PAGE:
THE number of female officers serving in Scotland’s police forces is at its highest level since before the advent of devolution, according to data released last week.
Ten years ago the number of women serving with the police nationwide stood at 2,507 but this has now increased to 4,674, 51 of whom are in the Scottish Borders, ranking from Police Constable to Chief Inspector.
As the world prepared to mark the 100th International Women’s Day last Tuesday, a Scottish Government analysis of the police workforce showed the proportion of female police now stands at 26.8 per cent of all officers - the highest level since 1998, the first year for which data on gender was collected in this way by HMICS.
Meanwhile, information from the Scottish Police College at Tulliallan showed that women now represent 32 per cent of its new recruits, a level achieved for the past five years.
Addressing the figures, Justice Secretary Kenny MacAskill commented: “Scotland’s police do a fantastic job in the communities in which they work, and it is extremely encouraging to see that the officers increasingly reflect the society that they serve.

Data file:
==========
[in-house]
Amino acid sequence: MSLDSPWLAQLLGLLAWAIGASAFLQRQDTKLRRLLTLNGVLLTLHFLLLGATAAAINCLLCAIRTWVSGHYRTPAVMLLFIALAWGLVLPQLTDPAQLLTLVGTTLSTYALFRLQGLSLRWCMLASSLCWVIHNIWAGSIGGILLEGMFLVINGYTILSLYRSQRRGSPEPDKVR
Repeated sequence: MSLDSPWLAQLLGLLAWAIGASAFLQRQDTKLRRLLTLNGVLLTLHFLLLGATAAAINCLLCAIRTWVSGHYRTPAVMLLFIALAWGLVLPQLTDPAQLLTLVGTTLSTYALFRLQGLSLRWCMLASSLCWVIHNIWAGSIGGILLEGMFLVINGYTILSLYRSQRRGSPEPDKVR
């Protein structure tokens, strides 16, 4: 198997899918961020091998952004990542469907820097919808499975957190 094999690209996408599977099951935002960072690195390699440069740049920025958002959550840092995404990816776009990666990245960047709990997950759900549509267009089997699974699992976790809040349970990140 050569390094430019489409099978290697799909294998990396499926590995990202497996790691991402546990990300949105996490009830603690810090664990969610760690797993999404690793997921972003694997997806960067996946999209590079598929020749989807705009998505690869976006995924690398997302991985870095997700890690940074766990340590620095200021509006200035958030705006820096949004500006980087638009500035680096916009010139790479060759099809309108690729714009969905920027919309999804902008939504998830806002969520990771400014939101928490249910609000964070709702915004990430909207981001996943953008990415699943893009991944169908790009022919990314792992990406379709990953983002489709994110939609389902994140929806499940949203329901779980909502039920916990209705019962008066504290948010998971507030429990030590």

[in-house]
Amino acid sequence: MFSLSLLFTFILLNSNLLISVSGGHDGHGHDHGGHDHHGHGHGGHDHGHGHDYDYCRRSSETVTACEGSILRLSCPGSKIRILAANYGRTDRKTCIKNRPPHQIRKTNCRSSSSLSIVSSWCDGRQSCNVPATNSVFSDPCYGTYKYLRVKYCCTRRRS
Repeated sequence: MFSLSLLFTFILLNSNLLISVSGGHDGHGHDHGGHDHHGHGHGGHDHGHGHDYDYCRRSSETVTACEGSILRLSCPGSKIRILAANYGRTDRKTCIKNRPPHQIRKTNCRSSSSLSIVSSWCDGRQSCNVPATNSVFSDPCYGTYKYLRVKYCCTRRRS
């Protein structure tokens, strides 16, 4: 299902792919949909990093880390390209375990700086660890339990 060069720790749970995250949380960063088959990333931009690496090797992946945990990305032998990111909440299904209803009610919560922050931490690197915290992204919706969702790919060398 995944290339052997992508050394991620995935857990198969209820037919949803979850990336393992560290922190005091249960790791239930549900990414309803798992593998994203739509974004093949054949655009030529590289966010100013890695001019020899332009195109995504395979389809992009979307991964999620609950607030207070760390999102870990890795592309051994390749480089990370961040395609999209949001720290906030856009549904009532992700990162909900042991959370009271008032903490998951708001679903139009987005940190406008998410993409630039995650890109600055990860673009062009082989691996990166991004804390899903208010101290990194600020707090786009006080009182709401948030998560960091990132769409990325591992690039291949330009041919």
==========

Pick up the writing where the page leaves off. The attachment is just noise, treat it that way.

“As well as delivering a thousand additional police officers in Scotland’s communities, we also have a more diverse police force.
“We are already fortunate to have two female chief constables in Scotland, and the increasing ranks of female officers is helping to bring a different perspective to policing, be that in dealing with difficult suspects, or skilled counselling of the victims of crime.
“Scotland is leading the way in this regard, and I know that forces have worked extremely hard to make their working practices more family friendly for all police officers, male or female.”